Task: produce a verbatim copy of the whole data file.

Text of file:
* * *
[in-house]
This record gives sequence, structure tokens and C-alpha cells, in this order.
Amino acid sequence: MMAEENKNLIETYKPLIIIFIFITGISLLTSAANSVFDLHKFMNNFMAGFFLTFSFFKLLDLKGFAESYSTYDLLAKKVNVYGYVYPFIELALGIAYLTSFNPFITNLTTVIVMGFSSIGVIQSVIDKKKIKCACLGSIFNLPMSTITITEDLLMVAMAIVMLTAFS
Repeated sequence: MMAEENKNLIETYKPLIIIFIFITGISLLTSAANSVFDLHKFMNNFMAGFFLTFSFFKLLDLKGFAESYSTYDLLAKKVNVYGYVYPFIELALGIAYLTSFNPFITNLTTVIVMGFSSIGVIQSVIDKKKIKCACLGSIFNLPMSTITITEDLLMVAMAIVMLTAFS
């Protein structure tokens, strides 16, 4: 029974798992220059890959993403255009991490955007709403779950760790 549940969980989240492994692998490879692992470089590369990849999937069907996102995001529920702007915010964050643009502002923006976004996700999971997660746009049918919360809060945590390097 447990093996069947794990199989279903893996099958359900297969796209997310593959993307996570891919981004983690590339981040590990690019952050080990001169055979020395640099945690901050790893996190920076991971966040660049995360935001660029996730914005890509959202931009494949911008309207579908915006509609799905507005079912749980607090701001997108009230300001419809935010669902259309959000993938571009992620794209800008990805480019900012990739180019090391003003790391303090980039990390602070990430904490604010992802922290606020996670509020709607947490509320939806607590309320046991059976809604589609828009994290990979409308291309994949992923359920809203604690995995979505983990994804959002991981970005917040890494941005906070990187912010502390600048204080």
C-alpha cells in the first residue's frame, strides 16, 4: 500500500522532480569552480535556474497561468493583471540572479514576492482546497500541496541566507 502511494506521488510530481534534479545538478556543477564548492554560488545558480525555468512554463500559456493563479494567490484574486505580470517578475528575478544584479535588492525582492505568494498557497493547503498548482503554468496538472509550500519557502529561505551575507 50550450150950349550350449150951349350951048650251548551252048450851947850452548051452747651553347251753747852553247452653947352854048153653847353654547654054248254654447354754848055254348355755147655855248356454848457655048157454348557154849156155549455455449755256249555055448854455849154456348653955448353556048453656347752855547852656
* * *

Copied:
[in-house]
This record gives sequence, structure tokens and C-alpha cells, in this order.
Amino acid sequence: MMAEENKNLIETYKPLIIIFIFITGISLLTSAANSVFDLHKFMNNFMAGFFLTFSFFKLLDLKGFAESYSTYDLLAKKVNVYGYVYPFIELALGIAYLTSFNPFITNLTTVIVMGFSSIGVIQSVIDKKKIKCACLGSIFNLPMSTITITEDLLMVAMAIVMLTAFS
Repeated sequence: MMAEENKNLIETYKPLIIIFIFITGISLLTSAANSVFDLHKFMNNFMAGFFLTFSFFKLLDLKGFAESYSTYDLLAKKVNVYGYVYPFIELALGIAYLTSFNPFITNLTTVIVMGFSSIGVIQSVIDKKKIKCACLGSIFNLPMSTITITEDLLMVAMAIVMLTAFS
């Protein structure tokens, strides 16, 4: 029974798992220059890959993403255009991490955007709403779950760790 549940969980989240492994692998490879692992470089590369990849999937069907996102995001529920702007915010964050643009502002923006976004996700999971997660746009049918919360809060945590390097 447990093996069947794990199989279903893996099958359900297969796209997310593959993307996570891919981004983690590339981040590990690019952050080990001169055979020395640099945690901050790893996190920076991971966040660049995360935001660029996730914005890509959202931009494949911008309207579908915006509609799905507005079912749980607090701001997108009230300001419809935010669902259309959000993938571009992620794209800008990805480019900012990739180019090391003003790391303090980039990390602070990430904490604010992802922290606020996670509020709607947490509320939806607590309320046991059976809604589609828009994290990979409308291309994949992923359920809203604690995995979505983990994804959002991981970005917040890494941005906070990187912010502390600048204080």
C-alpha cells in the first residue's frame, strides 16, 4: 500500500522532480569552480535556474497561468493583471540572479514576492482546497500541496541566507 502511494506521488510530481534534479545538478556543477564548492554560488545558480525555468512554463500559456493563479494567490484574486505580470517578475528575478544584479535588492525582492505568494498557497493547503498548482503554468496538472509550500519557502529561505551575507 50550450150950349550350449150951349350951048650251548551252048450851947850452548051452747651553347251753747852553247452653947352854048153653847353654547654054248254654447354754848055254348355755147655855248356454848457655048157454348557154849156155549455455449755256249555055448854455849154456348653955448353556048453656347752855547852656